New York, NY—Mohammad Belayet Hossain, a hard-working Brooklyn resident and father of a 10 year-old daughter, believed that February 19th would be his last day in the U.S. Instead, by asserting his right to remain in the United States, Mr. Hossain was granted an emergency stay from deportation by a New York immigration judge last week.
Mr. Hossain, originally from Bangladesh and South Africa, had applied for a labor certification in April 2001 but was still awaiting a decision from the Department of Labor when he reported for special registration on April 17, 2003. At the federal immigration office in New York City, Mr. Hossain was fingerprinted, photographed, and received harsh and religiously insensitive treatment from immigration agents. But because of acute administrative backlogs and post-9/11 anti-immigrant policies and practices by the authorities, Mr. Hossain was placed in removal proceedings.
His labor certification was approved by the Department of Labor on January 28, 2004 months after his deportation case ended. On February 12, an immigration judge granted an emergency stay of removal for Mr. Hossain with days left before his scheduled departure to Bangladesh. Mr. Hossain was very worried about the outcome of the case because in these types of cases, immigration judges often have complete discretion. Mr. Hossain contacted New Immigrant Community Empowerment, and received pro bono legal representation from the Asian American Legal Defense and Education Fund to defend his right to stay.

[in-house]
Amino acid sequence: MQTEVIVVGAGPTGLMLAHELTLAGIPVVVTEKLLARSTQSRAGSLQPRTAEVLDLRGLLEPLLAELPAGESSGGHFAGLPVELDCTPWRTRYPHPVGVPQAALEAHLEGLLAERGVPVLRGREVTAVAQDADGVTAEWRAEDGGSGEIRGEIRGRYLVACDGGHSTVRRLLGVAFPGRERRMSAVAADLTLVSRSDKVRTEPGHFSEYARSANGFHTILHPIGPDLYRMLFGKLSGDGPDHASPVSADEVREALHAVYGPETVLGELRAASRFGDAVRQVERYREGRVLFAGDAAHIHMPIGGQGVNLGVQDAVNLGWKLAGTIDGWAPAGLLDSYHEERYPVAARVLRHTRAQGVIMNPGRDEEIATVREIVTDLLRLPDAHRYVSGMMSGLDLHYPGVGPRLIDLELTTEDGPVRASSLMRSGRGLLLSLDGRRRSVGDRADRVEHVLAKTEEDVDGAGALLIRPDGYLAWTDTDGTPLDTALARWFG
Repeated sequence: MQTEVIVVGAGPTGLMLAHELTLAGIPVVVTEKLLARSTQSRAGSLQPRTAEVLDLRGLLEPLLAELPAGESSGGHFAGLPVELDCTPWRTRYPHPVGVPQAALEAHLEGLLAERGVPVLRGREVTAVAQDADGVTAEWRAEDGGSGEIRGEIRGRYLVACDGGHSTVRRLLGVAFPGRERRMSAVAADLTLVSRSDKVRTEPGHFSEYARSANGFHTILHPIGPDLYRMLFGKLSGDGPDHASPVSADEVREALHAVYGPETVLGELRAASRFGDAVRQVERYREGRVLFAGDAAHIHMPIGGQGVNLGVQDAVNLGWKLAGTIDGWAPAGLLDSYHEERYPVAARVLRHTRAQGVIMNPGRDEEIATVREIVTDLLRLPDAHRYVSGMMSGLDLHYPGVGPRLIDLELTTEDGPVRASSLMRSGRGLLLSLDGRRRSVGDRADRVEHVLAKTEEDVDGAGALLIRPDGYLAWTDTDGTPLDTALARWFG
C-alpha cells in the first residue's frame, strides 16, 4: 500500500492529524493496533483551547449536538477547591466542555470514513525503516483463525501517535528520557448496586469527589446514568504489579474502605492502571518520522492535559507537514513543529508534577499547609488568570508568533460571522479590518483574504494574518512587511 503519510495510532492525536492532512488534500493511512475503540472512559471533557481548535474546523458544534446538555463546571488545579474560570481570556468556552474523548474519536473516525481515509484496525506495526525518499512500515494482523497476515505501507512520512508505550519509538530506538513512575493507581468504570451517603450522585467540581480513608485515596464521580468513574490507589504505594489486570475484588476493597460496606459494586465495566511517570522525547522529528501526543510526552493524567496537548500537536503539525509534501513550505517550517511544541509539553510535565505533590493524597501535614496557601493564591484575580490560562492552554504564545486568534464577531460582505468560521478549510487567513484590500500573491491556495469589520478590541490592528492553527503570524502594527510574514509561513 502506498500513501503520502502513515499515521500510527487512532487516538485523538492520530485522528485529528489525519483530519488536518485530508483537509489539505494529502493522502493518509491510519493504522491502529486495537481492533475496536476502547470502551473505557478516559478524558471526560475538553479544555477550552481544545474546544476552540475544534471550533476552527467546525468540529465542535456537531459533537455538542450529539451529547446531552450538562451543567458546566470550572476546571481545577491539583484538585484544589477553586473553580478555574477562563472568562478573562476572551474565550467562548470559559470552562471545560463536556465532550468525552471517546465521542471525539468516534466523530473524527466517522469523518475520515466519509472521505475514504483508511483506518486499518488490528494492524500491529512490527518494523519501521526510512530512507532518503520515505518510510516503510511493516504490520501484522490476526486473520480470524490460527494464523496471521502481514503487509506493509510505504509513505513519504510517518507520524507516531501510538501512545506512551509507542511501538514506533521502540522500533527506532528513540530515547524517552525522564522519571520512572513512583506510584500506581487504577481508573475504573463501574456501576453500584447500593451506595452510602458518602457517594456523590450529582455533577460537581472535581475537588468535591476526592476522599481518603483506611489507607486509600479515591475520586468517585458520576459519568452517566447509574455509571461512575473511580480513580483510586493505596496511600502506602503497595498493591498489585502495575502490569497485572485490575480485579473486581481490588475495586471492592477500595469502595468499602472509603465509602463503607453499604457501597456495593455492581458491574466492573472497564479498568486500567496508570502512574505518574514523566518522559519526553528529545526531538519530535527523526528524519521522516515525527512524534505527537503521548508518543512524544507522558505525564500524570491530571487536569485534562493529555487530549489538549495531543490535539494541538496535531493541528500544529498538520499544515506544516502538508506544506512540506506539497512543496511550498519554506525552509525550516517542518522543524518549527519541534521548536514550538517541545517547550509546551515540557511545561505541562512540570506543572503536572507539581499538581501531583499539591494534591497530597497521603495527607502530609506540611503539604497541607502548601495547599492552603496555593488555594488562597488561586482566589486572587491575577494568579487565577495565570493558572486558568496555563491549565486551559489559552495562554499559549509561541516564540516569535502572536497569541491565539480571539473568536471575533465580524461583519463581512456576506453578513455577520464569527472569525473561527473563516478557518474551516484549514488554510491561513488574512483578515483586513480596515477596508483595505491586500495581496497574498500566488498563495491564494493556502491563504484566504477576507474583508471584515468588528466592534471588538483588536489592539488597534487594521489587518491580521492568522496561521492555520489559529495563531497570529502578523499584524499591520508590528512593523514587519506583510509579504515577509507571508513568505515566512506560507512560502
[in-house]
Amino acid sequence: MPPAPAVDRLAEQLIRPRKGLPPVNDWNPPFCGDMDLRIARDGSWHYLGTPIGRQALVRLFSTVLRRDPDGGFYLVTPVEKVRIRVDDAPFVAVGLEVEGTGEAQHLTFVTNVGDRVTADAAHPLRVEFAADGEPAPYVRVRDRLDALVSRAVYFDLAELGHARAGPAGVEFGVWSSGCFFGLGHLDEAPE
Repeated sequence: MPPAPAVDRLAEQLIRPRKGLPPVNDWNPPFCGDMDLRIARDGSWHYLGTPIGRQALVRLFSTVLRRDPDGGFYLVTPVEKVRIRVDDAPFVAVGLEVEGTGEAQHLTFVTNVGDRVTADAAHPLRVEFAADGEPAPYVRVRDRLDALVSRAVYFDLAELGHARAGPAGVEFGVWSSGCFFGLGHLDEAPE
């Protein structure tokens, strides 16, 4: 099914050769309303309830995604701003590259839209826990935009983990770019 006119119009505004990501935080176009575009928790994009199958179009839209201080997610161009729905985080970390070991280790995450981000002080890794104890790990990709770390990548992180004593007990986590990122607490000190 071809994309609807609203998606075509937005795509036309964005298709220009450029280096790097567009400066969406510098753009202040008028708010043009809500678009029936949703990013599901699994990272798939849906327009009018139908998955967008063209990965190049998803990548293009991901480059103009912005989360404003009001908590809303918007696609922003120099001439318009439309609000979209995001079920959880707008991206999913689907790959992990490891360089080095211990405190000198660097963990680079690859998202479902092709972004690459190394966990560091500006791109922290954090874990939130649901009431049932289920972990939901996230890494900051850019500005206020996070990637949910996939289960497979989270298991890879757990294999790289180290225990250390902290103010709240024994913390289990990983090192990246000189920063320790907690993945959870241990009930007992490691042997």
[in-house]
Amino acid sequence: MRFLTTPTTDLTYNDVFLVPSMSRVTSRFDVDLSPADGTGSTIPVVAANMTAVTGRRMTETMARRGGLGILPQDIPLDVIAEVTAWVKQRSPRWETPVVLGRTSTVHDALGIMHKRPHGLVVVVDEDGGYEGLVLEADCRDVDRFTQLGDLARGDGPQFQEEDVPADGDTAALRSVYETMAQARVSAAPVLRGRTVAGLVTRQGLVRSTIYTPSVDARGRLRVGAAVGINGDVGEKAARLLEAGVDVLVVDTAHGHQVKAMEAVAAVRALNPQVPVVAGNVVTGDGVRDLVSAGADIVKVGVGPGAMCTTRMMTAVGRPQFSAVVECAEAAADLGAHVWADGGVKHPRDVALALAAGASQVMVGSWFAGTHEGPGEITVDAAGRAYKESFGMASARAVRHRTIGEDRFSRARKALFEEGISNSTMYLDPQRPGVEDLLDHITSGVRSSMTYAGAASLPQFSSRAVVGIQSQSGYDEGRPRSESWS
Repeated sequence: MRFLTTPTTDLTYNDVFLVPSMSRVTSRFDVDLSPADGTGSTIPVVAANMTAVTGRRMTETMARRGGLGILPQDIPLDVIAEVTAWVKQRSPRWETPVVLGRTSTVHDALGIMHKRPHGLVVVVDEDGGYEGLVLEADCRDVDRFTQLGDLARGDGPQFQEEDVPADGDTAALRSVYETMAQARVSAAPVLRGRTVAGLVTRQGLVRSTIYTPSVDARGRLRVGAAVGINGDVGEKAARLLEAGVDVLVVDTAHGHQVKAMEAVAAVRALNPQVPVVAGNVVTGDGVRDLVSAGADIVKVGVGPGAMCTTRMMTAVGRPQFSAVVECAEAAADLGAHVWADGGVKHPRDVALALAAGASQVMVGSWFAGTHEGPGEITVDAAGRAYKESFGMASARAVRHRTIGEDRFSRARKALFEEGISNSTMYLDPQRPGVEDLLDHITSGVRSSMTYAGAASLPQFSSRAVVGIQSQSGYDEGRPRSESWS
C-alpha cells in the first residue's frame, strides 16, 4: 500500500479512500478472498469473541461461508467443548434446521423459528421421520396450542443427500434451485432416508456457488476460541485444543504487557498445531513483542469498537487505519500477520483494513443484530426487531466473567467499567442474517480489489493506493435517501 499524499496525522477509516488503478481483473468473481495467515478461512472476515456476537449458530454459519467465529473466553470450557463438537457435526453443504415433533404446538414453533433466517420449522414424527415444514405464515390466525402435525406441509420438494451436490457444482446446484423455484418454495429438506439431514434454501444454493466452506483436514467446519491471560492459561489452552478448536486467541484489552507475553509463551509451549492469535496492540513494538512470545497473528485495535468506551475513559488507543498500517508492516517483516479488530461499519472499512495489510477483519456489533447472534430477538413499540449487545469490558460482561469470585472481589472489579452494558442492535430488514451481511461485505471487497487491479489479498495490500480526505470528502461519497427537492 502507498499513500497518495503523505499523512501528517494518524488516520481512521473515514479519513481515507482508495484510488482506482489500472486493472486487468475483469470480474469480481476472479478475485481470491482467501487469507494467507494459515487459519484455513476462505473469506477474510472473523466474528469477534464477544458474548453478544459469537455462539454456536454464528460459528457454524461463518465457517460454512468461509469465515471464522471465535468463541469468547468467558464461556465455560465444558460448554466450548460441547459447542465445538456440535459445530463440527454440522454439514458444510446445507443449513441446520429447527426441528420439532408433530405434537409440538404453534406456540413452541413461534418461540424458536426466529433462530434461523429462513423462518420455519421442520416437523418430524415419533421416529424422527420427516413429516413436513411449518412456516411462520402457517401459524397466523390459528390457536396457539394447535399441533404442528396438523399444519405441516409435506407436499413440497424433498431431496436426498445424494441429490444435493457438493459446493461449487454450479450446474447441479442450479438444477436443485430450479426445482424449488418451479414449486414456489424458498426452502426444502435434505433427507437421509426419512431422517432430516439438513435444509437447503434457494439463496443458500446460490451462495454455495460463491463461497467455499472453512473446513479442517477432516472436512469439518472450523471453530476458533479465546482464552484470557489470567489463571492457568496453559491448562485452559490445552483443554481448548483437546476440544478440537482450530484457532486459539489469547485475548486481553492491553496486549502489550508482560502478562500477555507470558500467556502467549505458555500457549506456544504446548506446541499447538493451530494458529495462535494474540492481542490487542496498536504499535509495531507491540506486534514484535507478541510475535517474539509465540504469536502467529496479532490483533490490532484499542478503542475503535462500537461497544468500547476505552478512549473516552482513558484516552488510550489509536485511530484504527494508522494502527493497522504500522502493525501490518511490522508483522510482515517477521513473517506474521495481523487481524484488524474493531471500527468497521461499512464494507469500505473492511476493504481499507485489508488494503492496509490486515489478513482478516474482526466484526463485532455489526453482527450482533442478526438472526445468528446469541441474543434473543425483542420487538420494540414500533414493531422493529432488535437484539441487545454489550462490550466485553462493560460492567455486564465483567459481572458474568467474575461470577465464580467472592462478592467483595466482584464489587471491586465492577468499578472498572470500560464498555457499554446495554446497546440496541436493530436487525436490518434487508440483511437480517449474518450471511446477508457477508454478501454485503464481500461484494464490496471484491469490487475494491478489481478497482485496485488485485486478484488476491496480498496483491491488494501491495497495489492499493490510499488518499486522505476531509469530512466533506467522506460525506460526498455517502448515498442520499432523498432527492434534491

At a press conference on February 18, NICE and AALDEF together marked the last-minute reprieve as “a small but significant victory for all of us,” according to NICE community organizer Partha Banerjee.
Said Mr. Hossain through an interpreter, “I am happy that I have the temporary opportunity to live in this country. I am particularly happy that my daughter, who grew up in this country, can be present for her elementary school graduation.”
The immigrant rights advocates noted that Mr. Hossain had at each step tried to comply with the law, as had every individual who appeared for special registration. Sam Quiah, AALDEF community organizer, added, “The special registration program has also targeted people who have a valid path to legalization. Men such as Mr. Hossain, had a pending application and were put into removal proceedings. The government should be held accountable for this discriminatory program that has torn apart many families.”
Added Mr. Banerjee, “This racial profiling by our government has created a climate of fear, which intimidates our communities. Anyone who has been unjustly affected by federal immigration policies should not be afraid to assert their rights.”
Anyone with questions about detentions, racial profiling, special registration or other forms of September 11th discrimination should contact AALDEF at (212) 966-5932.